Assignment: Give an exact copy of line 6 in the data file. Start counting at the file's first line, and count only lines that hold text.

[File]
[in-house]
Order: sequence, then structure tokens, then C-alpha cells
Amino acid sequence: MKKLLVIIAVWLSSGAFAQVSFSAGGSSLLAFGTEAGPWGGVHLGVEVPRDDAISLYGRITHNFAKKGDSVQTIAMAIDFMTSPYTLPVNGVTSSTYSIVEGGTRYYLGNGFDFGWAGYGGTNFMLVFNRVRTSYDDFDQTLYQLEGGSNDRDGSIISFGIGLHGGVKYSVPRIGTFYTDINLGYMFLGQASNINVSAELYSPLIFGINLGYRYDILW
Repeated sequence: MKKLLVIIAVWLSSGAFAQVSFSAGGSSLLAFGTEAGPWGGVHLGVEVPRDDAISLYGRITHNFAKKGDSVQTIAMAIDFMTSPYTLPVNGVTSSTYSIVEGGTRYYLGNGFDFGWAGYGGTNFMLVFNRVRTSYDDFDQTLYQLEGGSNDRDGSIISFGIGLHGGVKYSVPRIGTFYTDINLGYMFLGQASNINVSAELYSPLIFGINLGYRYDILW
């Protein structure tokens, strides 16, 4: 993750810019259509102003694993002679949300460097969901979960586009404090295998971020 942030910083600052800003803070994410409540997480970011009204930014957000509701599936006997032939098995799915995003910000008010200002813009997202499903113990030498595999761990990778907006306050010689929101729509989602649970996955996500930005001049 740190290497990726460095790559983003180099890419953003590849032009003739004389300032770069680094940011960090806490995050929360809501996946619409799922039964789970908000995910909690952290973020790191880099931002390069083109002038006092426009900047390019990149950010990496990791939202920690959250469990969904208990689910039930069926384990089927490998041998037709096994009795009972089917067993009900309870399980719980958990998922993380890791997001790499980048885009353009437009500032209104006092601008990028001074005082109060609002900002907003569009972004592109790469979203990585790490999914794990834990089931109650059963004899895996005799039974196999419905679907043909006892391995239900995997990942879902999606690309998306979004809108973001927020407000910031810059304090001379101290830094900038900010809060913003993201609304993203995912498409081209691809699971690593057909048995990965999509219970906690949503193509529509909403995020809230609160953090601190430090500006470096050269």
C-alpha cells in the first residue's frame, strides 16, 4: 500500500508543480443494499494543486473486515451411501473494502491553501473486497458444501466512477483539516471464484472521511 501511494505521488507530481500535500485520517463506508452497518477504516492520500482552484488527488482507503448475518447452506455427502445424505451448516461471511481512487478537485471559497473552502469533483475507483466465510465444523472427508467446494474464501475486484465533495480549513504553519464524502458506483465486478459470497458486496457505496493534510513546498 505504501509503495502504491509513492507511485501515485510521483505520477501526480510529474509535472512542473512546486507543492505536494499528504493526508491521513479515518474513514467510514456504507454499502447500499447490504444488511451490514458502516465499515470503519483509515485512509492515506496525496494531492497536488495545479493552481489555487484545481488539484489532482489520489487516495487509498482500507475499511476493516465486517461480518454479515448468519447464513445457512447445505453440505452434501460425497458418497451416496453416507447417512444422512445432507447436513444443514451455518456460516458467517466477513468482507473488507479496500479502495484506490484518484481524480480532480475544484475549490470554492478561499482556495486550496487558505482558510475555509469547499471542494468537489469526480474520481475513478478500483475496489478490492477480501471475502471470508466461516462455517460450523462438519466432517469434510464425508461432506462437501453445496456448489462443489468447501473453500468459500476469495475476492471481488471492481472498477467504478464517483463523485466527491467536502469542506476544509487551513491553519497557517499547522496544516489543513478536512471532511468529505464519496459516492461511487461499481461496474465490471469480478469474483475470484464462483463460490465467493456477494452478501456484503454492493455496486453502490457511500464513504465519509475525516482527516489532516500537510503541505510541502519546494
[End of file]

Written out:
C-alpha cells in the first residue's frame, strides 16, 4: 500500500508543480443494499494543486473486515451411501473494502491553501473486497458444501466512477483539516471464484472521511 501511494505521488507530481500535500485520517463506508452497518477504516492520500482552484488527488482507503448475518447452506455427502445424505451448516461471511481512487478537485471559497473552502469533483475507483466465510465444523472427508467446494474464501475486484465533495480549513504553519464524502458506483465486478459470497458486496457505496493534510513546498 505504501509503495502504491509513492507511485501515485510521483505520477501526480510529474509535472512542473512546486507543492505536494499528504493526508491521513479515518474513514467510514456504507454499502447500499447490504444488511451490514458502516465499515470503519483509515485512509492515506496525496494531492497536488495545479493552481489555487484545481488539484489532482489520489487516495487509498482500507475499511476493516465486517461480518454479515448468519447464513445457512447445505453440505452434501460425497458418497451416496453416507447417512444422512445432507447436513444443514451455518456460516458467517466477513468482507473488507479496500479502495484506490484518484481524480480532480475544484475549490470554492478561499482556495486550496487558505482558510475555509469547499471542494468537489469526480474520481475513478478500483475496489478490492477480501471475502471470508466461516462455517460450523462438519466432517469434510464425508461432506462437501453445496456448489462443489468447501473453500468459500476469495475476492471481488471492481472498477467504478464517483463523485466527491467536502469542506476544509487551513491553519497557517499547522496544516489543513478536512471532511468529505464519496459516492461511487461499481461496474465490471469480478469474483475470484464462483463460490465467493456477494452478501456484503454492493455496486453502490457511500464513504465519509475525516482527516489532516500537510503541505510541502519546494